Willis Avenue Bridge
|Willis Avenue Bridge|
|Locale||Manhattan and the Bronx in New York City|
|Maintained by||New York City Department of Transportation|
|Total length||3,212 feet (979 m)|
|Longest span||304 feet (93 m)|
|Opened||October 2, 2010|
|Daily traffic||62,062 (2012)|
The Willis Avenue Bridge is a swing bridge that carries road traffic northbound (and bicycles and pedestrians both ways) over the Harlem River between the New York City boroughs of Manhattan and the Bronx, United States. It connects First Avenue in Manhattan with Willis Avenue in the Bronx. The New York City Department of Transportation is responsible for maintaining and operating the bridge.
The bridge opened in 1901, at an original construction cost of $1,640,523.11 and a land cost of $803,988.37. Major reinforcing work was done in 1916. However, in 1941, the bridge failed monthly inspection and therefore was converted to one-way operation northbound on August 5, 1941 on the same day the Third Avenue Bridge was similarly converted to one-way southbound.
Due to its poor condition, the bridge would later be replaced and converted to pedestrian only traffic for 3 years & then would later be dismantled once a sidewalk was put in on the new bridge.
In November 2005, New York City sought to replace the bridge. In an effort to preserve the structure, the city offered it for sale for $1, with free delivery within 15 miles. Due to the difficult logistics of moving the structure, there were no bids as of March 2007. Granite from the structure was given to a nearby park while the metal part was moved via tug to Jersey City on April 12, 2011, the steel melted and the concrete parts made into fill.
The Department of Transportation opted to construct a new structure to the south of the existing bridge at a projected cost of $417 million. On March 8, 2007, when bidding for construction was opened, of the two bids offered, the lowest came in at $612 million. Iris Weinshall, the department commissioner, said that the city must go forward with the project because maintenance of the existing bridge is too expensive and the design of the ramps contribute to frequent accidents. This will be the most costly bridge construction project by the New York City Department of Transportation. Weinshall expected the project to last five years with construction beginning around the end of 2007.
The replacement bridge was constructed at Port of Coeymans, 10 miles south of Albany. On July 13, 2010, the bridge was shipped down the Hudson on two barges that were welded together. The new bridge is 350 feet long, 65 feet high and 77 feet wide; it required three tugboats to propel it. The sight of the floating bridge caused a stir among onlookers all along the Hudson. After a stay at Port Jersey in Jersey City it was towed up the East River to its destination on Monday morning, July 26. Motor traffic was shifted to the new bridge on October 2, 2010, though the walkway of the old bridge continued to serve pedestrians and cyclists  for a few weeks.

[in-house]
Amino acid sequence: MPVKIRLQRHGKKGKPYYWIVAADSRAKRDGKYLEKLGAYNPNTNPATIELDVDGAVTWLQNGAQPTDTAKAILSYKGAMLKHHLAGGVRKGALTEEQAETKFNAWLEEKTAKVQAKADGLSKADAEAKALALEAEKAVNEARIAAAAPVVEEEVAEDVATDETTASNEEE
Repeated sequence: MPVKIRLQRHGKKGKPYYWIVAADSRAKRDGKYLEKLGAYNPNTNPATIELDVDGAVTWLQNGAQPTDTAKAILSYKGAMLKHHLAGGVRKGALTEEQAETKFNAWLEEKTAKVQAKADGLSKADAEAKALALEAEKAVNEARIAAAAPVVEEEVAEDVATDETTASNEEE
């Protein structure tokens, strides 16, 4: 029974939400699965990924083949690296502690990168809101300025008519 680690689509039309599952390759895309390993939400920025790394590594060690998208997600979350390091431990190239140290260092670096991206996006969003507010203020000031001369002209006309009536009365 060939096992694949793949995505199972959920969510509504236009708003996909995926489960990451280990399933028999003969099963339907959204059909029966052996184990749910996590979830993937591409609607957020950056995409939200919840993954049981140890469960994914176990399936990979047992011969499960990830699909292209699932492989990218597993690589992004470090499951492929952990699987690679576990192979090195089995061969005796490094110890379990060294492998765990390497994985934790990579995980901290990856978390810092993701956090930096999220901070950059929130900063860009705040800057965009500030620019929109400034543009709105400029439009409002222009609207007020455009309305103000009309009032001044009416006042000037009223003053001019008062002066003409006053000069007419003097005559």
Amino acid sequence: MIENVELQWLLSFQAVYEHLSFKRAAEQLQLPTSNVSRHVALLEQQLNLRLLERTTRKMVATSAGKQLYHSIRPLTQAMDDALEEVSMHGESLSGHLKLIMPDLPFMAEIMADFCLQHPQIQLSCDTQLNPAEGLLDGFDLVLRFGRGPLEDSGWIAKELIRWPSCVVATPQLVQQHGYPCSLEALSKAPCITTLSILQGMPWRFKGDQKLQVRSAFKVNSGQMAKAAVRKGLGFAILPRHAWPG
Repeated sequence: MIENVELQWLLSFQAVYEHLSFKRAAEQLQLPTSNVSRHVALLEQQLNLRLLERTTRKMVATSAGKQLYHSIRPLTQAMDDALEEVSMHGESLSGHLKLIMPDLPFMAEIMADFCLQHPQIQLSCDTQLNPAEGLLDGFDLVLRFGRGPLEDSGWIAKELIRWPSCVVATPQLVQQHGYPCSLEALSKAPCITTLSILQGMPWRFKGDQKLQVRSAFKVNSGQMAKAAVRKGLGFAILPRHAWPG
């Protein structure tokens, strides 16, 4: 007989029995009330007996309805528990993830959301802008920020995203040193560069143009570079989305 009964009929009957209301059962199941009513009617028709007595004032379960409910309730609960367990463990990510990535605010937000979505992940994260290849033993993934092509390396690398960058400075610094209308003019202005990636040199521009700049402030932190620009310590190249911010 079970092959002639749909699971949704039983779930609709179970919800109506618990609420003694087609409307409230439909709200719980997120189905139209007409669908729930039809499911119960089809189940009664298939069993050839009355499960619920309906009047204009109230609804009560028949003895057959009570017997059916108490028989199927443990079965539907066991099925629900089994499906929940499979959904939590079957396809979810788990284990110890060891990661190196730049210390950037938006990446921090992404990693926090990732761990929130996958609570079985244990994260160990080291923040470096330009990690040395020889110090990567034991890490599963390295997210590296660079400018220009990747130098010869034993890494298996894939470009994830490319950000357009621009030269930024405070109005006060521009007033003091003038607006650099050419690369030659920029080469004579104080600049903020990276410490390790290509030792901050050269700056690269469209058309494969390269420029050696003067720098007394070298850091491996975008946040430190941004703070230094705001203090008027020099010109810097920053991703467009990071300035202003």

- "2012 New York City Bridge Traffic Volumes". Retrieved 2014-09-23.
- http://online.wsj.com/article/AP25e44815cecc4e1dbf9d8dd32b30c162.html[dead link]
- Wilkinson, Alec (January 16, 2006). "Wanna Buy A Bridge?". The New Yorker. Retrieved 2006-06-21.
- Neuman, William (March 31, 2007). "A Bridge No Longer So Humble, at $600 Million". The New York Times. Retrieved 2007-03-31.
- Roberts, Sam (April 25, 2011). "Willis Ave. Bridge Goes the Way of All Metal". The New York Times. Retrieved 2011-08-25.
- Kilgannon, Corey (July 31, 2010). "Heads Turn as a Bridge Floats By". The New York Times. Retrieved 2010-07-14.
- Hack, Charles (July 15, 2010). "New Willis Avenue Bridge arrives at Jersey City marine facility for finishing touches". The Jersey Journal. Retrieved 2010-10-01.
- NY1 News New bridge opens to traffic
- Hurt, Edd (July 1, 2009). ""Strange Light" review". American Songwriter. Retrieved 2009-08-28.
- "Average Weekday NYC Transit Bus Ridership". MTA New York City Transit. 2012. Retrieved 2012-07-04.
|Wikimedia Commons has media related to Willis Avenue Bridge.|
- NYCRoads.com: Willis Avenue Bridge Historic Overview
- New York City Department of Transportation - Willis Avenue Bridge